It is false. The Wikipedia article on degree sequence has a counterexample with 8 vertices:
The two graphs are loopless and connected, and each has 3 vertices of degree 1, 4 vertices of degree 2, and 1 vertex of degree 3. A similar example has 6 vertices. (just delete two of the order-2 vertices in each graph.)
(An earlier post by Alexander Gruber points at this paper, “Trees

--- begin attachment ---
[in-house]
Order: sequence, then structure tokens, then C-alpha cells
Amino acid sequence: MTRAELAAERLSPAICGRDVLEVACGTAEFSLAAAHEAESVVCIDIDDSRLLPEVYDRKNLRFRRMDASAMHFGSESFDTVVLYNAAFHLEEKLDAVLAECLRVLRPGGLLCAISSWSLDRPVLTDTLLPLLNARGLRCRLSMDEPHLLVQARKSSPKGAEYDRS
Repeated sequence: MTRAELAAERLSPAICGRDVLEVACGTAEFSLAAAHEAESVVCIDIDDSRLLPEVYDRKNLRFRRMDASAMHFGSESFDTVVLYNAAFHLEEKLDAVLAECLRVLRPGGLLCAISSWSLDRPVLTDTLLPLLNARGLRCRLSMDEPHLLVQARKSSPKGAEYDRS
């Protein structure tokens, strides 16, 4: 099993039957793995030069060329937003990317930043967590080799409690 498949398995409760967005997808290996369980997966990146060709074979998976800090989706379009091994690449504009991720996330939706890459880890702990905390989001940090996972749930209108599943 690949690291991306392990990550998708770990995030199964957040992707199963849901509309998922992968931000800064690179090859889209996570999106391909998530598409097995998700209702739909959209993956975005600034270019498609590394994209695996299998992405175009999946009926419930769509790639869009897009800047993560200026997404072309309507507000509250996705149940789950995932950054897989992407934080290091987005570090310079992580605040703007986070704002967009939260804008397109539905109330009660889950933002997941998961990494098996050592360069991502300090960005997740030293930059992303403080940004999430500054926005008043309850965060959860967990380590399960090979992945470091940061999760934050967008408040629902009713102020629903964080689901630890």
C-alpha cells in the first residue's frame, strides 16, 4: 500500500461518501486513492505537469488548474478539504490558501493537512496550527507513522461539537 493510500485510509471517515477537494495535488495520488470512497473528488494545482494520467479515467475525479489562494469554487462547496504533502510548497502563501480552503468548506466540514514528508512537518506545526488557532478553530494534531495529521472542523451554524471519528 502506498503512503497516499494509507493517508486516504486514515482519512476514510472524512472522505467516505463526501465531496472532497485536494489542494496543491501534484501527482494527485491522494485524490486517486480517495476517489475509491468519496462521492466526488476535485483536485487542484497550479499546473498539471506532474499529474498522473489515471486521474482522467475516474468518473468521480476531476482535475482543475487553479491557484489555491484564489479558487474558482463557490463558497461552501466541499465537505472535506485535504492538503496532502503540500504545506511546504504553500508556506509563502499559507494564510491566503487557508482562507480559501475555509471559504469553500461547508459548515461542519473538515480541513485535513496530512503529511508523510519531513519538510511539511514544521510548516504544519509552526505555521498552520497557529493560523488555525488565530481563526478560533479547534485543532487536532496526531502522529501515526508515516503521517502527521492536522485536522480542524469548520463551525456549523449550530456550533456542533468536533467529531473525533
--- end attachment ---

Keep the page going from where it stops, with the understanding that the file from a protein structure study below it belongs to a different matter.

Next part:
numbers” which is relavant here.)
Addendum: The minimal counterexample has only 5 vertices and 5 edges:
Because it's so small, it can be found by hand in a few minutes by simply enumerating all graphs. This suggests that next time you have a conjecture, you might do well to try checking it for small graphs. If you haven't previously tried to draw all the small graphs, this suggests that learning to do that would be a good investment of effort.